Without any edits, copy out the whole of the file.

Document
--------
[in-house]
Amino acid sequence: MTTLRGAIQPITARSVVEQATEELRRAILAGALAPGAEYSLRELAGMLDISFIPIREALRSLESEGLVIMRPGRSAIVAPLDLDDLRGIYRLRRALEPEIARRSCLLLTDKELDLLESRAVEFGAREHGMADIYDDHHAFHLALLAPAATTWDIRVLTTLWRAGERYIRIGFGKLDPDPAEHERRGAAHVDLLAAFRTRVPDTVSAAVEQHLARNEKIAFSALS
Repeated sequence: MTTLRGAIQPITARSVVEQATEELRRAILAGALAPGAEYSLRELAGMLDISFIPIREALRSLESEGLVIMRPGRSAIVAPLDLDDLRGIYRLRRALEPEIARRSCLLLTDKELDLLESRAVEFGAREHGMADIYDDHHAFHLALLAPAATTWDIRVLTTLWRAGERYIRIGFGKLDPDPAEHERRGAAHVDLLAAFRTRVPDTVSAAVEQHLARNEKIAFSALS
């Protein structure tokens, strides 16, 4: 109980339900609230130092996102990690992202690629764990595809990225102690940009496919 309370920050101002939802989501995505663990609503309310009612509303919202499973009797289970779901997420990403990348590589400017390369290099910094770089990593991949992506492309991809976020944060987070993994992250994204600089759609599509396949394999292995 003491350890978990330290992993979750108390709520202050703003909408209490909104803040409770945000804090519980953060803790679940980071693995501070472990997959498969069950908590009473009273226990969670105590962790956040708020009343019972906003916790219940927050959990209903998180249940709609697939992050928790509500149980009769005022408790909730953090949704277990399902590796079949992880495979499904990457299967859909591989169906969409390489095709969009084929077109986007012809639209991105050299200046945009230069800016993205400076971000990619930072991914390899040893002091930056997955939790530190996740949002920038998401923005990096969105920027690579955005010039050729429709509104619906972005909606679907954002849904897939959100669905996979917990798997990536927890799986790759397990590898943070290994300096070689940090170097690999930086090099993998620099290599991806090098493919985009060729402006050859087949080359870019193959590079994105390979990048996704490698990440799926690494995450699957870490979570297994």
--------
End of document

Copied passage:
[in-house]
Amino acid sequence: MTTLRGAIQPITARSVVEQATEELRRAILAGALAPGAEYSLRELAGMLDISFIPIREALRSLESEGLVIMRPGRSAIVAPLDLDDLRGIYRLRRALEPEIARRSCLLLTDKELDLLESRAVEFGAREHGMADIYDDHHAFHLALLAPAATTWDIRVLTTLWRAGERYIRIGFGKLDPDPAEHERRGAAHVDLLAAFRTRVPDTVSAAVEQHLARNEKIAFSALS
Repeated sequence: MTTLRGAIQPITARSVVEQATEELRRAILAGALAPGAEYSLRELAGMLDISFIPIREALRSLESEGLVIMRPGRSAIVAPLDLDDLRGIYRLRRALEPEIARRSCLLLTDKELDLLESRAVEFGAREHGMADIYDDHHAFHLALLAPAATTWDIRVLTTLWRAGERYIRIGFGKLDPDPAEHERRGAAHVDLLAAFRTRVPDTVSAAVEQHLARNEKIAFSALS
């Protein structure tokens, strides 16, 4: 109980339900609230130092996102990690992202690629764990595809990225102690940009496919 309370920050101002939802989501995505663990609503309310009612509303919202499973009797289970779901997420990403990348590589400017390369290099910094770089990593991949992506492309991809976020944060987070993994992250994204600089759609599509396949394999292995 003491350890978990330290992993979750108390709520202050703003909408209490909104803040409770945000804090519980953060803790679940980071693995501070472990997959498969069950908590009473009273226990969670105590962790956040708020009343019972906003916790219940927050959990209903998180249940709609697939992050928790509500149980009769005022408790909730953090949704277990399902590796079949992880495979499904990457299967859909591989169906969409390489095709969009084929077109986007012809639209991105050299200046945009230069800016993205400076971000990619930072991914390899040893002091930056997955939790530190996740949002920038998401923005990096969105920027690579955005010039050729429709509104619906972005909606679907954002849904897939959100669905996979917990798997990536927890799986790759397990590898943070290994300096070689940090170097690999930086090099993998620099290599991806090098493919985009060729402006050859087949080359870019193959590079994105390979990048996704490698990440799926690494995450699957870490979570297994």